2016: Bathroom bill protest
TOPEKA — About 100 transgender individuals and their supporters rallied on the Capitol steps Friday to protest a bill that would require Kansas students to use restrooms and locker rooms matching their gender at birth.
Thomas Witt, director of Equality Kansas, told the crowd that he was beaten and stabbed in a bathroom as a gay high school student and that the bathroom bill, HB 2737, would put a target on every transgender student in a Kansas public school, community college or university.
“You were all seventh- and eight-graders and ninth-graders once. You know how brutal those kids can be to each other,” Witt said. “If this bill passes and it gets signed by that man whose office is right behind us (Gov. Sam Brownback), the blood will be on his hands and on the hands of every legislator who votes in favor of this horrible nightmare of legislation.”
What’s worse, the bill allows students to sue their school for $2,500 if they encounter a transgender schoolmate in the restroom or locker room, Witt said.
“This is $2,500 per head provocation,” he said.
Tavarus LaFever, a Wichita student who is planning to go to college in the fall, began transitioning from female to male at age 14. LaFever recounted using the women’s bathroom on one occasion and having a little girl scream: “Mommy, there’s a boy in here.”
LaFever said it’s scary for a transgender person to use either restroom and it shouldn’t have to be that way.
“The only problem you should have in a bathroom is if you’re constipated,” LaFever said.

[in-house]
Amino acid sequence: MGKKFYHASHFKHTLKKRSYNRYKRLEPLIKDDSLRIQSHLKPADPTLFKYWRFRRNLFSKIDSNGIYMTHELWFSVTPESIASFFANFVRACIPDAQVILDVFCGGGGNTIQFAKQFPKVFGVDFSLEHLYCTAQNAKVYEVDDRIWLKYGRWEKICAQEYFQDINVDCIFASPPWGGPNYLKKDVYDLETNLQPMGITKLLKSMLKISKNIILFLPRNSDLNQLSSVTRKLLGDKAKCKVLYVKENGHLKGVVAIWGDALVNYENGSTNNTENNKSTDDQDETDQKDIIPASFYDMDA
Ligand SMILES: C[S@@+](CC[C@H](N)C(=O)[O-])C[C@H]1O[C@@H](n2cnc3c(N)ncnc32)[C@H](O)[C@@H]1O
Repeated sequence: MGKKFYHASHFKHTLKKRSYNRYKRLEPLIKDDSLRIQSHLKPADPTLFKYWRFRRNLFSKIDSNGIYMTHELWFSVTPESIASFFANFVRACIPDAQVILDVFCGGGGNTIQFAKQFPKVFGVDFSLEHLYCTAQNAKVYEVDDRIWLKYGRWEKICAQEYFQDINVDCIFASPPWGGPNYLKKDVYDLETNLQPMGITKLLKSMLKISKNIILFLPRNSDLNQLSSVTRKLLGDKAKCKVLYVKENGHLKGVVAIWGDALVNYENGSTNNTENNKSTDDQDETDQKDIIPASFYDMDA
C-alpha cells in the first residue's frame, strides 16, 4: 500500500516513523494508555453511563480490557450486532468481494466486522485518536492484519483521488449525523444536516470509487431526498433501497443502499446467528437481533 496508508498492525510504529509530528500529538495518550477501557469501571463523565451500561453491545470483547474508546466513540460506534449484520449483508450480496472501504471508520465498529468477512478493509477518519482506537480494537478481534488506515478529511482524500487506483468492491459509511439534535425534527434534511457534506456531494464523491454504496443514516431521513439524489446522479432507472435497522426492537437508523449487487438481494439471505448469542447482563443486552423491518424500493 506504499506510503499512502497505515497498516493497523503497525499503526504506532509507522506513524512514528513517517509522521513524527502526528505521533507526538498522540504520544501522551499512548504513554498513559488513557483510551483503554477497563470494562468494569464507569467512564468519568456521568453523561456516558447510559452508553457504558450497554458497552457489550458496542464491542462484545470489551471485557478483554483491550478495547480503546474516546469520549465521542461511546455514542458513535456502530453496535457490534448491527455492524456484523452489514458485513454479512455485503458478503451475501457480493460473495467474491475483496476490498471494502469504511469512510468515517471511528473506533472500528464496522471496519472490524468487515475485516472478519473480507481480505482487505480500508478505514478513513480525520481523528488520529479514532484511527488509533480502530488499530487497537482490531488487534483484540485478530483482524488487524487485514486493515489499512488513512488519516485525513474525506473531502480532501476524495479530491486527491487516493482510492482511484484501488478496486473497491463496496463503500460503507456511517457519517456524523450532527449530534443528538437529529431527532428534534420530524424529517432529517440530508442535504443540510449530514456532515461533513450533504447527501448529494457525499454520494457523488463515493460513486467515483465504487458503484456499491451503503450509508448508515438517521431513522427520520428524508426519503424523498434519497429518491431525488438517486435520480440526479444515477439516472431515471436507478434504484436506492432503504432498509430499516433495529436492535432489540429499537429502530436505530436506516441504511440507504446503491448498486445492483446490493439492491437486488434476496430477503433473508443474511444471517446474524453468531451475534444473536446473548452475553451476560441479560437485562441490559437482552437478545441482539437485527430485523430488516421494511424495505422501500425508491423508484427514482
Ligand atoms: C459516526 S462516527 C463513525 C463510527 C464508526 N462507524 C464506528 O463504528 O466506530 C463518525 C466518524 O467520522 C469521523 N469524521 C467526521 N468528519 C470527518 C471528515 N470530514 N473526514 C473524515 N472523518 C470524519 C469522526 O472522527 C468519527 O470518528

Aaron Price of Wichita, the father of a young transgender daughter, said he came to speak at the rally because he was angry and aggravated and he thinks it’s time to push back at legislators who support the bathroom bill.
“I mean, look, does she really look like she’s a threat to you?” he said of his child. “I mean, come on, what’s the worst she’s gonna do, pee on your foot?”
Friday’s rally took place 24 hours after evangelist Franklin Graham stood on the same Capitol steps and had 4,500 Christian conservatives cheering loudly in favor of the bathroom bill.
About 40 legislators and other state officials stood with Graham on Thursday.
On Friday, only one, Rep. John Carmichael, D-Wichita, stood with the transgender people.
Carmichael, heterosexual, married and a lawyer, said he stood up against the bathroom bill because he sees it as a violation of civil rights.
“Do you realize what some of these Neanderthals in this (Capitol) building think?” he said. “They think that child molesters and perverts masquerade as women or men just so they can walk into bathrooms. What world do they live in?”
He said any legislator who proposed a bill similarly restricting black people would rightly be “run out on a rail,” even if they claimed integrated bathrooms violate their religious beliefs, as some do in the defense of the bathroom bill.
“Unfortunately, it’s still somehow permissible in this state – and unfortunately in this country – to discriminate against people because they may be transgender,” Carmichael said. “That is absolutely wrong. It’s wrong under my religion. It’s wrong under every religion that I know of. But we have people who want to persist in preying on the fears of others for political advantage.”